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Hall v. Donelson Building Owners, LLC

United States District Court, M.D. Tennessee, Nashville Division

September 23, 2014

BRANDON HALL,
v.
DONELSON BUILDING OWNERS, LLC

REPORT AND RECOMMENDATION

JULIET GRIFFIN, Magistrate Judge.

By Order entered August 1, 2014 (Docket Entry No. 45), the Defendant's Motion to Dismiss (Docket Entry No. 42) was referred to the Magistrate Judge for a Report and Recommendation. For the reasons set out below, the Court recommends that the motion be denied.

I. BACKGROUND

The Plaintiff is a paraplegic who relies on a wheelchair to ambulate. On October 1, 2013, he brought this action for declaratory and injunctive relief pursuant to Title III of the Americans With Disabilities Act, 42 U.S.C. §§ 12181 et seq. ("ADA"), alleging that he is a qualified individual with a disability under the ADA and seeking the removal of alleged architectural barriers at a place of public accommodation owned and operated by Donelson Building Owners, Inc. ("Donelson"). The place of public accommodation in question is a strip mall/shopping plaza located at 2710 and 2720 Old Lebanon Pike, Nashville, TN ("the Donelson Plaza"). The Donelson Plaza actually consists of two buildings separated by a public roadway that are leased to several different tenants. At the time the Complaint was filed, the building at 2710 Old Lebanon Pike was leased to Strike and Spare, Family Fun Center, Horner Rausch, Erica's Tailoring, Reed's Barbour, Rick's Comics, East Gate, Southern Thrift, Deals, and Salon Professional Academy and the building at 2720 Old Lebanon Pike was leased to S&S Framing and Gifts, GNC, Hairs to you Salon, Golden Nails, My Greek Deli, Running for Cover, Fabulous Fred, and Titan Tattoos. See Complaint (Docket Entry No. 1), at ¶ 11.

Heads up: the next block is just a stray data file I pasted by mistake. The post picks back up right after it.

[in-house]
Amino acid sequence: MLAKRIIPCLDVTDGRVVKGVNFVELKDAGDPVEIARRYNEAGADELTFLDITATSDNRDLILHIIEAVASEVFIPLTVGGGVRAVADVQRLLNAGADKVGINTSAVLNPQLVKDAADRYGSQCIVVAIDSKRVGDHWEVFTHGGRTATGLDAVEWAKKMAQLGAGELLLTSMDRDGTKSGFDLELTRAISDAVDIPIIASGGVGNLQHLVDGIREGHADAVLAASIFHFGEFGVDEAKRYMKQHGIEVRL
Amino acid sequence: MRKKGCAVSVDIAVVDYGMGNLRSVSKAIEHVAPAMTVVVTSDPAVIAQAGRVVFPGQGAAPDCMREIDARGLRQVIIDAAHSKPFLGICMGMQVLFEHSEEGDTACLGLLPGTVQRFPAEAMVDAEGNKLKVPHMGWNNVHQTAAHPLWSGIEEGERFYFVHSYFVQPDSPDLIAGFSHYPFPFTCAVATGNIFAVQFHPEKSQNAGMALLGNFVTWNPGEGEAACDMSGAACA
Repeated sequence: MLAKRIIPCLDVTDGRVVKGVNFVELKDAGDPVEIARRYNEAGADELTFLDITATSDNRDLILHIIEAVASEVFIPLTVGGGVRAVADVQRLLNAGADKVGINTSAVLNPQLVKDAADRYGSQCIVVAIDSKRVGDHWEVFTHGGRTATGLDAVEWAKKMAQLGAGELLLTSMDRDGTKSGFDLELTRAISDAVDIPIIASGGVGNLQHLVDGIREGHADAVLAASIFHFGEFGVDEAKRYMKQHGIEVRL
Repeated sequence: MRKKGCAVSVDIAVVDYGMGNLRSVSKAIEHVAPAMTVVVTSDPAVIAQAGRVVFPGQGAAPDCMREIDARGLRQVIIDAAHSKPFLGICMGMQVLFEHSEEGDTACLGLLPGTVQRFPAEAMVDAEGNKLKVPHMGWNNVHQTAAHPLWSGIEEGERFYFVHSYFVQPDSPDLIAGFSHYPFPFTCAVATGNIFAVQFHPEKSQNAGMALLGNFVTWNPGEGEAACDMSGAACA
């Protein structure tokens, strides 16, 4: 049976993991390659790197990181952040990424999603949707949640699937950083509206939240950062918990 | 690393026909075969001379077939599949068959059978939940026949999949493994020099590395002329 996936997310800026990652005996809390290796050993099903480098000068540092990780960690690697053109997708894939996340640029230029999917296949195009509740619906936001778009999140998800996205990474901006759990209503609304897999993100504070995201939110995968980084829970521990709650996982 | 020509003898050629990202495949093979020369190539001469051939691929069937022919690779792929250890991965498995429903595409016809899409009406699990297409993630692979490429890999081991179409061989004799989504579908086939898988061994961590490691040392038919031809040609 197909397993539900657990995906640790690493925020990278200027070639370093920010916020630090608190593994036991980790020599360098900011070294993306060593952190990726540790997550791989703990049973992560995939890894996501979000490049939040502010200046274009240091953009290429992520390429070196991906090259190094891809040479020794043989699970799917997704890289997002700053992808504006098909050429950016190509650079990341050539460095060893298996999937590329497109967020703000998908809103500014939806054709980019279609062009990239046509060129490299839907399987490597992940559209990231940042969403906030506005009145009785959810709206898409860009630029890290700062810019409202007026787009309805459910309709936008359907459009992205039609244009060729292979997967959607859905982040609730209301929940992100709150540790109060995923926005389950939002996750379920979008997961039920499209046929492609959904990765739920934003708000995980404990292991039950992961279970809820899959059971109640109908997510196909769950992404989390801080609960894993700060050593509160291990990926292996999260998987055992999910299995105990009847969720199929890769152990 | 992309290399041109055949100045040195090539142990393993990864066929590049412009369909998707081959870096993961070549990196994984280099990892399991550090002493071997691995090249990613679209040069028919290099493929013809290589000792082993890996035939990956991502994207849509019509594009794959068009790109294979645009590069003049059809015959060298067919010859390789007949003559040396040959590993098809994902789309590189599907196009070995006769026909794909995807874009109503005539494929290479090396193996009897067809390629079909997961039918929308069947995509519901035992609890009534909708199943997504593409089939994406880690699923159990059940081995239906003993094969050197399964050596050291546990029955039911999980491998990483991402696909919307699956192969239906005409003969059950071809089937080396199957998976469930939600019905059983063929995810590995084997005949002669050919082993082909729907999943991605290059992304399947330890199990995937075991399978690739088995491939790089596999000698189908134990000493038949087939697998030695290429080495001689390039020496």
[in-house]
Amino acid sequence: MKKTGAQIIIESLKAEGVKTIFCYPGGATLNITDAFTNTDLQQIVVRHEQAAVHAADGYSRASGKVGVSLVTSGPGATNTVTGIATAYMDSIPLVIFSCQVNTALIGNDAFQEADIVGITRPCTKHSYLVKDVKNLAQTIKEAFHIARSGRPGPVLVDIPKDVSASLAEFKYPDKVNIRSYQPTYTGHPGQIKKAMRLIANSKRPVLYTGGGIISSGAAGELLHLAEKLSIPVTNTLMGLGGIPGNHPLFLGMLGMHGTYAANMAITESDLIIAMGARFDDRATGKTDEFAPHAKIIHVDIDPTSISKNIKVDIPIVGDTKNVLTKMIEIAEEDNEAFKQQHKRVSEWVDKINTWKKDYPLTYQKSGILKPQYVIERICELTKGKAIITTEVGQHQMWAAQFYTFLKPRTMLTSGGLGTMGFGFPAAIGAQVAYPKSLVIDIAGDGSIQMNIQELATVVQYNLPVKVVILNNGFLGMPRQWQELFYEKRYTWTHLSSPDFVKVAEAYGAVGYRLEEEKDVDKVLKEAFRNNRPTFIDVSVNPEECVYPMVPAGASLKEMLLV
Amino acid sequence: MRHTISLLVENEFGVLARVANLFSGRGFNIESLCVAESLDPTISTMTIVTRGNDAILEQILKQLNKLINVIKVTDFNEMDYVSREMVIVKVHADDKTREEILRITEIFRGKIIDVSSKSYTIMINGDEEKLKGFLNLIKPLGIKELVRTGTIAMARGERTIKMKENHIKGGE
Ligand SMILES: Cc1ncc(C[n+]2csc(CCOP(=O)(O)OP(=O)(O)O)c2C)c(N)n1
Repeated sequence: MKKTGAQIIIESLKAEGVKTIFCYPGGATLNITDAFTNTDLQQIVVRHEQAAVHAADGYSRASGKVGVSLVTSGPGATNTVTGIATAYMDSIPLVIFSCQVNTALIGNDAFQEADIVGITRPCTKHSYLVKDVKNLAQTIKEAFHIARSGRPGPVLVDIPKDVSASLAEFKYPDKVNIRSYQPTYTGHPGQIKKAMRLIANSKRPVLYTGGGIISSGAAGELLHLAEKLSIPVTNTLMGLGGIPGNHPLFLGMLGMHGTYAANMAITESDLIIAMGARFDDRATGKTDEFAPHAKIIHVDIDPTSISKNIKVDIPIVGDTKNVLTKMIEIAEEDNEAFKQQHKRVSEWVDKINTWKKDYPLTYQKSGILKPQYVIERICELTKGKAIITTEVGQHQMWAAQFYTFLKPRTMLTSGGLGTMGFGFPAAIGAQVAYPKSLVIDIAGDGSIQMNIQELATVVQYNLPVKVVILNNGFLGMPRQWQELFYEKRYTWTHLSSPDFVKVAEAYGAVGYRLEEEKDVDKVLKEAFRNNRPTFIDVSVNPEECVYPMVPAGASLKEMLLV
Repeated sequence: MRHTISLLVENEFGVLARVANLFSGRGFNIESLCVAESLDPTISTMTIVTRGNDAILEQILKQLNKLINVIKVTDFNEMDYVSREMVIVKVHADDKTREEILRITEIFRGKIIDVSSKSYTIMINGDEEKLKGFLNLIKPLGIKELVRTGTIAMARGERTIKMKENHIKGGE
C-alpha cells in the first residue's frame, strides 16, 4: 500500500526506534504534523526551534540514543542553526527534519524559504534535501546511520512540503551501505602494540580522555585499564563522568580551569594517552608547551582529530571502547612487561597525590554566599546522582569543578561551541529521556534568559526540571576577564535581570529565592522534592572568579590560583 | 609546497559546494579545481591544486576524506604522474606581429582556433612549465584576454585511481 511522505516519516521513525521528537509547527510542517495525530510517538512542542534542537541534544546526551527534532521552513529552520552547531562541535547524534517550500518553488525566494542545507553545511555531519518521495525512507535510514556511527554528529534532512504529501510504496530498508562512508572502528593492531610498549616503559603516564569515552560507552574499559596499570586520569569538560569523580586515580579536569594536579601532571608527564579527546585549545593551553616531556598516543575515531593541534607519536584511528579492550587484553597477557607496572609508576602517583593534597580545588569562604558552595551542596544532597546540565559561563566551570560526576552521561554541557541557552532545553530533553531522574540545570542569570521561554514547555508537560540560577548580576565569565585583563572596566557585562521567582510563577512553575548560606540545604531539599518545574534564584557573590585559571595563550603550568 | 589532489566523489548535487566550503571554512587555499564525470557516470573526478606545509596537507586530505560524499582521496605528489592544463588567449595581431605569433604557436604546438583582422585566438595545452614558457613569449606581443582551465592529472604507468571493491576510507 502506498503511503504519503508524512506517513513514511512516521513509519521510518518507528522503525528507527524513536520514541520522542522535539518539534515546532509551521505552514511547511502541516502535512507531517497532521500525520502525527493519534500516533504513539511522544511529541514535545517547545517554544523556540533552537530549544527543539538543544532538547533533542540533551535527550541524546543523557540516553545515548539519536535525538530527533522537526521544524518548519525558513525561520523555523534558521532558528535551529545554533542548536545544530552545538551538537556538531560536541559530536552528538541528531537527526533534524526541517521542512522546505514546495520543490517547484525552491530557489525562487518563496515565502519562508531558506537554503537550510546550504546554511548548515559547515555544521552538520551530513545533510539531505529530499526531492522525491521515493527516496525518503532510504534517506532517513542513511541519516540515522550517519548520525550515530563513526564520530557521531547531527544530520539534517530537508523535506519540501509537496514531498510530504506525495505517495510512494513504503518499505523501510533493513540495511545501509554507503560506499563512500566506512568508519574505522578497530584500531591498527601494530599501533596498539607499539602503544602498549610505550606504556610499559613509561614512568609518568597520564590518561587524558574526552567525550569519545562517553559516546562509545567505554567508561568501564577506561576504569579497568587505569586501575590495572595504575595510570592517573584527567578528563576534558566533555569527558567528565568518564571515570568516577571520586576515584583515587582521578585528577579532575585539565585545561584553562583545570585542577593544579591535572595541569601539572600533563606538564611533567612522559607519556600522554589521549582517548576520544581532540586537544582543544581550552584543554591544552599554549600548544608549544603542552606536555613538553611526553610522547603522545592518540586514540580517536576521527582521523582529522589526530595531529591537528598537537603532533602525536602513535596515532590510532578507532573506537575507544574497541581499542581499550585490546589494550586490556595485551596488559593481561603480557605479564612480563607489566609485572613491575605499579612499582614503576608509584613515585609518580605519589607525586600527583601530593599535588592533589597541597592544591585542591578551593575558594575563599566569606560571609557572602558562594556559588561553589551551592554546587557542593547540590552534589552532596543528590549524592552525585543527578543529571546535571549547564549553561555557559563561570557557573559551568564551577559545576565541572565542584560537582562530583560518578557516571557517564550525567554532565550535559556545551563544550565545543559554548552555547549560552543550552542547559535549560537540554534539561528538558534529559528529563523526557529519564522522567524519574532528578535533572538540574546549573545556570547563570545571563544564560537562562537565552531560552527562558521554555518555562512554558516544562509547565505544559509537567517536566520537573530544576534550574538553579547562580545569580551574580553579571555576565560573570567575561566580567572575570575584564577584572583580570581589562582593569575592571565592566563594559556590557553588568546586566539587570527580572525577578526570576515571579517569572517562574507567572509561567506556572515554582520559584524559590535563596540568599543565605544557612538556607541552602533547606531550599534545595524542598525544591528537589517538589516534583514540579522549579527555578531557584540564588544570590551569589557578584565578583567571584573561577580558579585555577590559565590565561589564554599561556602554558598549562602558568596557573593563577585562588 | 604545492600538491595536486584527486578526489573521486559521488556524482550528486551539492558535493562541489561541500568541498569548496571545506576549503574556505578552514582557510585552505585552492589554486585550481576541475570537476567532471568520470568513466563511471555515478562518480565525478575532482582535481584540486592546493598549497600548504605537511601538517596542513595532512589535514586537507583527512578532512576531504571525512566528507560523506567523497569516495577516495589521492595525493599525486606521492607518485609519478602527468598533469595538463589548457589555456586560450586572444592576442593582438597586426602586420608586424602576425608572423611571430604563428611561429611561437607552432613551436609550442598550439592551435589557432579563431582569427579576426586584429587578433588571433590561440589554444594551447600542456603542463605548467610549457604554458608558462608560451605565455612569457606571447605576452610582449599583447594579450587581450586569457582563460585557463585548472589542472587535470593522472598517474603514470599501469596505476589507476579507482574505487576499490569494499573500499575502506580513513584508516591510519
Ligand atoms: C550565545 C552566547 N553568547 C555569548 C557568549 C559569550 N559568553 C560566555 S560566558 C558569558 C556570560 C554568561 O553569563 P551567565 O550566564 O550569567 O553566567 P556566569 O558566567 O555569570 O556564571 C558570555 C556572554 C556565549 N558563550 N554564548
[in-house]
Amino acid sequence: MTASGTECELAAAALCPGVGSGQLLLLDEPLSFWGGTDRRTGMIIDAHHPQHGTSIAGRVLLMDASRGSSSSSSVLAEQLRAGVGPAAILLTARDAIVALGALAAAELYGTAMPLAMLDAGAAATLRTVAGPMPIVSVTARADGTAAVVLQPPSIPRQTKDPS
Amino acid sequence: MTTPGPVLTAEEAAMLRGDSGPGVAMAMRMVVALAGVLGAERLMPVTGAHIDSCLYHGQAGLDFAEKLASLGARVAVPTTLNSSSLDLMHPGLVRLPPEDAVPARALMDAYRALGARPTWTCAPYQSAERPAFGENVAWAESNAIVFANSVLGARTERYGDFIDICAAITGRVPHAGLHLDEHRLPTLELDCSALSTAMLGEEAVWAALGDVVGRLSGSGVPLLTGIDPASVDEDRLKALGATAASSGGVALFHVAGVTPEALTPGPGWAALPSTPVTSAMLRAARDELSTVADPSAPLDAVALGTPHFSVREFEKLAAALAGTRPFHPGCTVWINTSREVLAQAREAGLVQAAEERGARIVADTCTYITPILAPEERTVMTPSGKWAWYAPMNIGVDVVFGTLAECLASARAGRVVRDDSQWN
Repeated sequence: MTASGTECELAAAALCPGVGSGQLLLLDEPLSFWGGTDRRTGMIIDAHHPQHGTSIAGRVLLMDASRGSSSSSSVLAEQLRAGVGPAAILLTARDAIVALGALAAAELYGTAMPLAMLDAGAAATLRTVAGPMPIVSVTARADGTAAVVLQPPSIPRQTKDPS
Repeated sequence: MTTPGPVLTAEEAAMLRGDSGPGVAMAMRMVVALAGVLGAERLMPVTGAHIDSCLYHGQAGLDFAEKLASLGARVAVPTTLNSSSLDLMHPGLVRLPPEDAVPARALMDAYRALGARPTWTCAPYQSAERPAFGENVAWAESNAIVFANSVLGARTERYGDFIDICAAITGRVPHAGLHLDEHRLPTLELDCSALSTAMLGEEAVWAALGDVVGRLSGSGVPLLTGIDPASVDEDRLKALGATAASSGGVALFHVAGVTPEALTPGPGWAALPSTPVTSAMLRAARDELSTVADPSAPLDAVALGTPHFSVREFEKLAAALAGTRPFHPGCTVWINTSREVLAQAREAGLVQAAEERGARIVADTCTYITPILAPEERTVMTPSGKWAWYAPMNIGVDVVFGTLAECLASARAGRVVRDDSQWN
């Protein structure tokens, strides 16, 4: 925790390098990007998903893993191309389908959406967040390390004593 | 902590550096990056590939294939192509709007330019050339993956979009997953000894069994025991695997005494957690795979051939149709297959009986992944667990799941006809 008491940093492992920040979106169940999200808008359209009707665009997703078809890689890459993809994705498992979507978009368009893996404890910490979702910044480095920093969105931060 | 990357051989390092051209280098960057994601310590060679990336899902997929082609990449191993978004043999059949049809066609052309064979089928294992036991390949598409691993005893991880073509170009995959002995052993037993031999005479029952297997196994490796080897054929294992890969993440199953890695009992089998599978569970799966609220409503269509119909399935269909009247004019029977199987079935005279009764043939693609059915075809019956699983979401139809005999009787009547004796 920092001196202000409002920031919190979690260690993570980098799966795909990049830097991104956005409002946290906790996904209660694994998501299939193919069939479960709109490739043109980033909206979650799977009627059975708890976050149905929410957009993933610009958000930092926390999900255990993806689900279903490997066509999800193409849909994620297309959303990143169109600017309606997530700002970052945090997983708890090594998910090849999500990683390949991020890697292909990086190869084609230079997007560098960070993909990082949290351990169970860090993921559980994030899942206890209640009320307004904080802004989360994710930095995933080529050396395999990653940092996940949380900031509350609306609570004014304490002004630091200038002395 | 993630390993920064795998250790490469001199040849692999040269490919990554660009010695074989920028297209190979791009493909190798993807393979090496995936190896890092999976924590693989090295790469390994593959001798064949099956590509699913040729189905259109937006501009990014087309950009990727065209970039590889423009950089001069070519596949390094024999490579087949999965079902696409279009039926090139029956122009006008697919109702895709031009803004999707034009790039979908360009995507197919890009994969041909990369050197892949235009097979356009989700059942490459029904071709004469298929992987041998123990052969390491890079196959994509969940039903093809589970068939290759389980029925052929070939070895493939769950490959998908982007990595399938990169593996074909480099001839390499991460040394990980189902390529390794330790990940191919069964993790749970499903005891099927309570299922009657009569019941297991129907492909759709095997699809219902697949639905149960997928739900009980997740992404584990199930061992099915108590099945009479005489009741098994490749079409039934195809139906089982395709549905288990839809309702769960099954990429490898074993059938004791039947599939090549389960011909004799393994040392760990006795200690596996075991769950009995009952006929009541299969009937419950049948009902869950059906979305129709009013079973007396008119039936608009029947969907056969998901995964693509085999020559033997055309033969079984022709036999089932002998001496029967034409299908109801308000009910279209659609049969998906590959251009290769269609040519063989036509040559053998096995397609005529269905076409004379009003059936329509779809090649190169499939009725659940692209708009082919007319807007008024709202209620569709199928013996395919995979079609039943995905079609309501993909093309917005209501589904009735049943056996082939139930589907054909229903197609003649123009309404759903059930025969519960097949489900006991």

The Plaintiff alleges that he encountered the following barriers to access in violation of the ADA and its implementing regulations:

(1) no accessible route connecting the two buildings;
(2) a protruding curb ramp into the access aisle, which was not wide enough, in front of Suite 116;
(3) no signage at the accessible parking space in front of Fabulous Fred, an access aisle that was too narrow and a curb ramp that was very steep and dangerous;
(4) an access aisle in front of S&S Framing that was too narrow, a parking space that was too narrow and had a steep running slope, and a curb ramp that protruded into the access aisle that was too steep and very dangerous;
(5) no signage at the accessible parking spaces directly across from Ace Hardware, [1] badly faded access aisles and an access aisle that was not wide enough;
(6) access aisles that were too narrow and cross slopes that were too steep at the parking spaces across from Erica's Tailoring;
(7) a sidewalk between Bartending School[2] and the Salon Professional Academy that rose such that it was a ramp with no handrails provided on either side;
(8) a built up curb ramp with flared sides that was too steep and required people to empty into the vehicular way in front of the Salon Professional Academy;
(9) accessible parking spaces with very steep cross slopes and a grate in the parking space access aisle across from Reed's Barbour;
(10) severe cross slopes and a grate in the access aisle across from Southern Thrift;
(11) built up curb ramp with steep sides in front of Southern Thrift;
(12) a sidewalk that becomes a ramp with no handrails from Southern Thrift to Deals;
(13) three curb ramps with steep flared sides at Deals; and
(14) grates in the access aisles, no signage and no van accessible parking spaces throughout the parking lots for both buildings.

Id. The Plaintiff also makes a general allegation that other current barriers to access exist at the Donelson Plaza but that these barriers cannot be specifically identified without an inspection of the Donelson Plaza. Id. at ¶ 12.

II. THE DEFENDANT'S MOTION TO DISMISS